"BAD PAPER: The Bursting of the Fiction Bubble"

read it here.

August 9, 2010

Fiction Ain't All The New Yorker Domesticates

From the blog "Have a Good Time," an insightful post entitled "What the New Yorker doesn't publish":

For starters, this letter:

To the Editor,

While I was glad to see praising reviews of poets Rae Armantrout and Anne Carson in recent issues, I was somewhat disturbed by their contents. Dan Chiasson says that Armantrout is the “best poet of the [Language] group” because she “takes the basic premises of Language writing somewhere they were never intended to go.” This ideological attack on experimental writing is repeated in Meghan O’Rourke’s review of Carson’s “Nox,” when O’Rourke says that Carson’s “singular gift” is complicated by “a postmodern habit of pastiche and fragmentation,” which O’Rourke calls “so much formal detritus.” Not all critics have to be behind Language poetry or formal experimentation, but to praise a Language poet and a formal experimenter for all they do that isn’t subsumed by those categories is a shockingly brazen party-line statement of what is and is not acceptable in poetry.

It’s no surprise that a reviewer unsympathetic to Language poetry would only find praiseworthy the least Language-like elements in Armantrout’s work, nor is it surprising that a reviewer unsympathetic to formal experimentation would only care for Carson as a traditional lyric poet. What is surprising, and troubling, is that the New Yorker would print what amount to polemics against Language poetry and experimental writing in the form of reviews that pick out their outliers for praise. And in drawing the line where they do, excluding most Language poetry and experimental writing, the New Yorker obviously also excludes (for example) explicitly political poetry or poetry by people of color, which receive even less critical attention.

This is obviously not as important as the New Yorker failing to cover, say, Gaza* (nothing in the print edition since a shocking Lawrence Wright article in November 2009–which might be worse than not covering it at all–and very little before then); and that in turn is obviously less important than the actual situation in Gaza. But the very rare and selective eye towards poetry reflects the same deep ideological biases as the Gaza coverage. Similarly, the New Yorker‘s poetry predilections are mere instances of the broader biases of Official Verse Culture, which themselves only reflect more pernicious forces of reaction and white supremacy. Perhaps I am overstating, but for me at least, the New Yorker has a profound role as an arbiter and definer of culture and politics. Presenting the ideological as neutral, even as it is of course ideology’s oldest trick, must be resisted!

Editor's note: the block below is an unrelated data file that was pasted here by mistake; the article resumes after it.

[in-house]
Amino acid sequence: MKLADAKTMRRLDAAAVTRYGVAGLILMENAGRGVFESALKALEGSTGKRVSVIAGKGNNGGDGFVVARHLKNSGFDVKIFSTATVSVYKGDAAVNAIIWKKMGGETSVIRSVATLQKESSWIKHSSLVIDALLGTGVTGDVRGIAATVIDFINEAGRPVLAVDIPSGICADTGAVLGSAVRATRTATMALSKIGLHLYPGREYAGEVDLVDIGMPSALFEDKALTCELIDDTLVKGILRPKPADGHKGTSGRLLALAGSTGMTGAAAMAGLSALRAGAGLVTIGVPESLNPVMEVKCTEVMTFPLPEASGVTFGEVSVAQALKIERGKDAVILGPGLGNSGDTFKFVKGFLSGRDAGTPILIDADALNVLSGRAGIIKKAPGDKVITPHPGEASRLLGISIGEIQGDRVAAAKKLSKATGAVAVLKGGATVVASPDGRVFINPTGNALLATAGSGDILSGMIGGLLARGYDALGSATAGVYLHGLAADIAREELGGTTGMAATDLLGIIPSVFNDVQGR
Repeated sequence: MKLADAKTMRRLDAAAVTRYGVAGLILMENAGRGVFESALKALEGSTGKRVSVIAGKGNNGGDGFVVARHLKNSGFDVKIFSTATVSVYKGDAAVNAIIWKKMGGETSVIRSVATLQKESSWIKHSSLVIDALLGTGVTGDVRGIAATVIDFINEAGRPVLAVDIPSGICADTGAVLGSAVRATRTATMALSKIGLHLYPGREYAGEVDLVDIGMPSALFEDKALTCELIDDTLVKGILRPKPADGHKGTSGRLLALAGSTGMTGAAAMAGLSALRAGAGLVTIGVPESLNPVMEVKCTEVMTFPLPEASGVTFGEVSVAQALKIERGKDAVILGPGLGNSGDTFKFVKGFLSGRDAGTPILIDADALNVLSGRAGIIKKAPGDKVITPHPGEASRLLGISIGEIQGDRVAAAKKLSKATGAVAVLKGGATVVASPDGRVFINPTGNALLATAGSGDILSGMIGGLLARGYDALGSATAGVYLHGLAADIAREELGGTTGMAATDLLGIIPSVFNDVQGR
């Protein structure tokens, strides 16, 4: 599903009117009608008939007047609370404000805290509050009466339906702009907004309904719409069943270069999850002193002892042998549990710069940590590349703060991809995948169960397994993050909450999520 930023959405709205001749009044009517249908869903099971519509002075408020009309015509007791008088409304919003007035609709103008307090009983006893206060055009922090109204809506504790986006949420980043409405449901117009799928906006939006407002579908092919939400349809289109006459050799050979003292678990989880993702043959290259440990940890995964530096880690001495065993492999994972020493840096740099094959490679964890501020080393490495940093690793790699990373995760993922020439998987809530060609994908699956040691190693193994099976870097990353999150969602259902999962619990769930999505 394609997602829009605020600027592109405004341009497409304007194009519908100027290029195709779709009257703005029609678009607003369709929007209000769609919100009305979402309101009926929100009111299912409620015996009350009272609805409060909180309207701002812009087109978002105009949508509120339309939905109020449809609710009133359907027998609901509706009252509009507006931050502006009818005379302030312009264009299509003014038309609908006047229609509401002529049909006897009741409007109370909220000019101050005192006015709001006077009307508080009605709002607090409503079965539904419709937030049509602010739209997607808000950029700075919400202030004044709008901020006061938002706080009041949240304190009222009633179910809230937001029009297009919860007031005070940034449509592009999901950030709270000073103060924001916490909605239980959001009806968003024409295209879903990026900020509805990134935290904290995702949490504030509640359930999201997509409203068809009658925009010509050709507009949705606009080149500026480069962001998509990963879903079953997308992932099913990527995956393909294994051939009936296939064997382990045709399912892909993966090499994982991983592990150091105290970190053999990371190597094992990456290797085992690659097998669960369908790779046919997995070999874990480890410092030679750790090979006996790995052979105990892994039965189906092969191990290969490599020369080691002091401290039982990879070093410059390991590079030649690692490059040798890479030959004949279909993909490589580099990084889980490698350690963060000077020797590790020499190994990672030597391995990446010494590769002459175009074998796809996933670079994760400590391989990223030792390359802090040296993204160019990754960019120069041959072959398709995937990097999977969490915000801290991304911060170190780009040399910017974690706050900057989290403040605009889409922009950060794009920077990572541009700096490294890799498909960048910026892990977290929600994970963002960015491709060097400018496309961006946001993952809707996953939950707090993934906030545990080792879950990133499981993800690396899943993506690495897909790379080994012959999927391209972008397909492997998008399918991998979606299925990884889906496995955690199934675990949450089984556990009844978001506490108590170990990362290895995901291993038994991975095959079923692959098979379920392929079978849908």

* Nothing on Oscar Grant. Nothing on SB 1070. Two brief stories on Sean Bell, one making fun of how black people speak, and one round-up of musicians’ responses. These kinds of stories on Sean Bell are emblematic: the New Yorker casts attention away from police violence making language and political music the real story.


Frances Madeson said...

Excuse me, 50!!! bullets were just fired in an NYPD police shootout in Harlem. Covert Operation HELTER SKELTER is on! Watch the coverage on that in The New Yorker; it was probably written weeks ago, locked in David Remnick's desk drawer in a manila file folder labeled: "Harlem Real Estate Final Solution."

Jacob Russell said...

The New Yorker is a little like Obama. Maybe more than a little. You can find a lot to like. Seymour Hersh. One or two innovative fiction pieces in the course of a year--which is more than you get in any other MS pub. But over time what they leave out, what they don't do or say, is telling.

If you ask 'em, "Whose yer Daddy?" ... you know the answer. And that they'll never tell ya.

Jacob Russell said...

It's that old old story of 'normalization,' where pathological class conflicts are assimilated and lobotomized into electoral politics--a process even deeper than money. That need, that irresistible impulse to power up the hologram and patch its leaks--to become a servant--and this is important--not of the Corporate Masters, not directly at least--but of the reigning narrative, the myth that only those who don't believe in it are free to freely manipulate. Liberals and the liberal intelligentsia are dupes--because they're addicted to this Redemptive Myth where Justice really does have power--like magic--to raise up saviors and martyrs to get the pendulum to swing back in the right direction just in time.

Nothing to suggest that it might not work this time, or the next, will ever find a place in their stories. Addicted to a false notion of 'hope' ... like crack addicts.

Meg said...

Wonderful post and yes, Free Mumia...love that you have his photo right up there.

Keep your fingers crossed for me would you? I've submitted a piece and it centers around the Mumia tragedy of 'this' (not our or mine anymore) country...the racism and the blindness to such a thing.

So few people probably recall the BlackoWaco fire bombing in Philly which followed Mumia's incident.

Another item that they don't cover in the mainstream NYC press.


Edmond Caldwell said...

My fingers are crossed, Meg. Ona Move!

Steven Augustine said...

It's astonishing to me that I was in Philly (just back from college) when all this (Mumia) first happened... this has been one of the backdrops of my entire adult life! Only the name "Leonard Peltier" has been there longer...

At least they released the Lockerbie "Bomber" patsy.